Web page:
Subterranean London: Background information when reading The Other Passenger

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The Other Passenger

by Louise Candlish

The Other Passenger by Louise  Candlish X
The Other Passenger by Louise  Candlish
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    Jul 2021, 400 pages

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Book Reviewed by:
Jane McCormack
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About this Book

Subterranean London

This article relates to The Other Passenger

Print Review

London Underground sign at Westminster Station Louise Candlish's narrator in The Other Passenger, Jamie Buckby, suffers from tunnel phobia. It is this affliction that causes him to quit his professional occupation and work at a coffee shop. Jamie experiences London's subway system, known as the Tube, as a "place with no escape routes" where "bodies were crammed into every last column of vertical space" with "doors that locked like a crocodile's jaws." He ultimately suffers a severe panic attack in the Tube, and his fellow passengers demonize him for it. Jamie is not alone in either his phobia or his frustration with public transportation. However, while some passengers fear the overcrowded carriages and congested platforms, others marvel at London's vast and intricate subterranean system, of which the Tube is only a part.

The initial construction of what is now the London Underground rail network began with the building of the Thames Tunnel (under the Thames River), the brainchild of engineer Marc Isambard Brunel, which was meant to provide an efficient way to transport cargo given London's congested streets and foggy weather. However, the project ran out of funds, and so initially opened only for pedestrians, in 1843. People immediately flocked to the unfinished tunnel, and it became one of the top world attractions of its time. The income from tourism eventually allowed for the completion of the cargo transportation system.

The underground network continued to grow, first transporting Londoners via railway in the 1860s. The Tube, as the railway system became known, has become integral to the city. However, it is merely one part of London's impressive underground. Beneath the city, the postal service delivered mail, the government made bunkers and wartime shelters, and architects created structural beauty deep in the earth.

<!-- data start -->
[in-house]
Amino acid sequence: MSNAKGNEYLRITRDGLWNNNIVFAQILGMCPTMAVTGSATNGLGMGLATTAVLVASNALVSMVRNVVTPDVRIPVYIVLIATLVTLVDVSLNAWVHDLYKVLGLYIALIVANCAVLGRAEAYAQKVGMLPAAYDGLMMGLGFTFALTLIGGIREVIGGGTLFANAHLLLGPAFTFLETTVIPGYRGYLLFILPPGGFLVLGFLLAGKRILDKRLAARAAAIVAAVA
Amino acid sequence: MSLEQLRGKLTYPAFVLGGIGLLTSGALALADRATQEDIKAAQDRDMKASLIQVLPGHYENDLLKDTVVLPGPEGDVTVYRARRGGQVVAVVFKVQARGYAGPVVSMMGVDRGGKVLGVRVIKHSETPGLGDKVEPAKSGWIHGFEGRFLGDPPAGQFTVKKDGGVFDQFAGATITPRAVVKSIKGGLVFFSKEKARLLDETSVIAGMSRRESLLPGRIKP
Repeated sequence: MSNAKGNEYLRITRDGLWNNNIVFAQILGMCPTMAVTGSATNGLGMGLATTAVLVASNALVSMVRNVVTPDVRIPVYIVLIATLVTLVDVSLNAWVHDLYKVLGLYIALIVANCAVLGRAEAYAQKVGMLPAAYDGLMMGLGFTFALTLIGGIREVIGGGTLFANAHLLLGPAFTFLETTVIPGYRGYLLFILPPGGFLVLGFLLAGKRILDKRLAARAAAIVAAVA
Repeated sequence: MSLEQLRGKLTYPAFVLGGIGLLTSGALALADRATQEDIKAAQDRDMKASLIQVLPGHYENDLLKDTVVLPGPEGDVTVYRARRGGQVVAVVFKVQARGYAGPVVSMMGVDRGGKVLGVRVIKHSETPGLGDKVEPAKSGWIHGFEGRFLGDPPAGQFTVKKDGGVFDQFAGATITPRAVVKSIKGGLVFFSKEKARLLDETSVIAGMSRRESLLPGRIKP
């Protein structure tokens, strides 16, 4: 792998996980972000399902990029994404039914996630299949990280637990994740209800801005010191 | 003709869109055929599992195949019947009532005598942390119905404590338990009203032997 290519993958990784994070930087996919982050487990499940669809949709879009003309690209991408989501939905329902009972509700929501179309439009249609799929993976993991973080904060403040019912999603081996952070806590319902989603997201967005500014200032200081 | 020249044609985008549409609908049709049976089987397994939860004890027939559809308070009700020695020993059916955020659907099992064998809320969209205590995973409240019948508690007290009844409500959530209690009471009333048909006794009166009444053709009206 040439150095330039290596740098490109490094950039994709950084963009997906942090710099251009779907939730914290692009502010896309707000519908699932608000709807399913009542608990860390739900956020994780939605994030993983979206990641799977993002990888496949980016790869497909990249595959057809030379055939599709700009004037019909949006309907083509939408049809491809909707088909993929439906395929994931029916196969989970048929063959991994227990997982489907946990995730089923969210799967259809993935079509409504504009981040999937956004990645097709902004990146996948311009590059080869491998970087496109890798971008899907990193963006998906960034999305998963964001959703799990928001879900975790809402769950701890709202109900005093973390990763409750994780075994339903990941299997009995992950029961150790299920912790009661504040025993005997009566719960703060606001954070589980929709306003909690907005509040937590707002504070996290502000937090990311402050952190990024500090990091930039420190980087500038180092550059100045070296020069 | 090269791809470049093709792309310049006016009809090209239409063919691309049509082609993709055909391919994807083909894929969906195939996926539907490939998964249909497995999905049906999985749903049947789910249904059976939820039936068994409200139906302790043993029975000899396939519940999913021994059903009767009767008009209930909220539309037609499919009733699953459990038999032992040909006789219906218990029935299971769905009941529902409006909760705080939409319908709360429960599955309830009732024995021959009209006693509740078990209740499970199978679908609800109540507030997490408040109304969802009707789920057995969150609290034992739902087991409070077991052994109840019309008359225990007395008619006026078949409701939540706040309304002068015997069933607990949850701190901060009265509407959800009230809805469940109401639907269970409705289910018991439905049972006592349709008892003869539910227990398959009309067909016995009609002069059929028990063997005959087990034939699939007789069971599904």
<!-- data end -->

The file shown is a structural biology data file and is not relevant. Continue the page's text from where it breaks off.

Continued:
In recent years, re-openings of some previously closed parts of London's historic underground tunnels have given birth to a whole new way to explore the city. Today, Winston Churchill's clandestine wartime bunker, code named "The Barn," is featured as part of the Downing Street Tour offered by the London Transport Museum entitled "Hidden London." Another exhibit dubbed the "Mail Rail" offers visitors a 15-minute underground train ride on the lines used by the postal service over 100 years ago. This last exhibit is not open for in-person tours at the moment, but both exhibits currently offer virtual tours from their web pages. London Walks' "Subterranean London," a ground-level walking tour of historic below-ground sites, is currently on hold but due to be back soon.

While some exhibits and tours have been temporarily suspended for public health safety, there are other ways to catch a glimpse of this buried London. Writer and photographer Bradley Garrett has chronicled his exploration of London's underground in his work entitled Subterranean London: Cracking the Capital. His collection of photographs exposes rich layers of history.

Perhaps London Walks characterizes subterranean London best by aptly noting "the London we 'know' is just the crust." Now both Londoners and tourists alike can get a whole slice of the city pie.

The London Underground sign at Westminster Station, via Wikimedia Commons

Filed under Places, Cultures & Identities

Article by Jane McCormack

This article relates to The Other Passenger. It first ran in the August 18, 2021 issue of BookBrowse Recommends.

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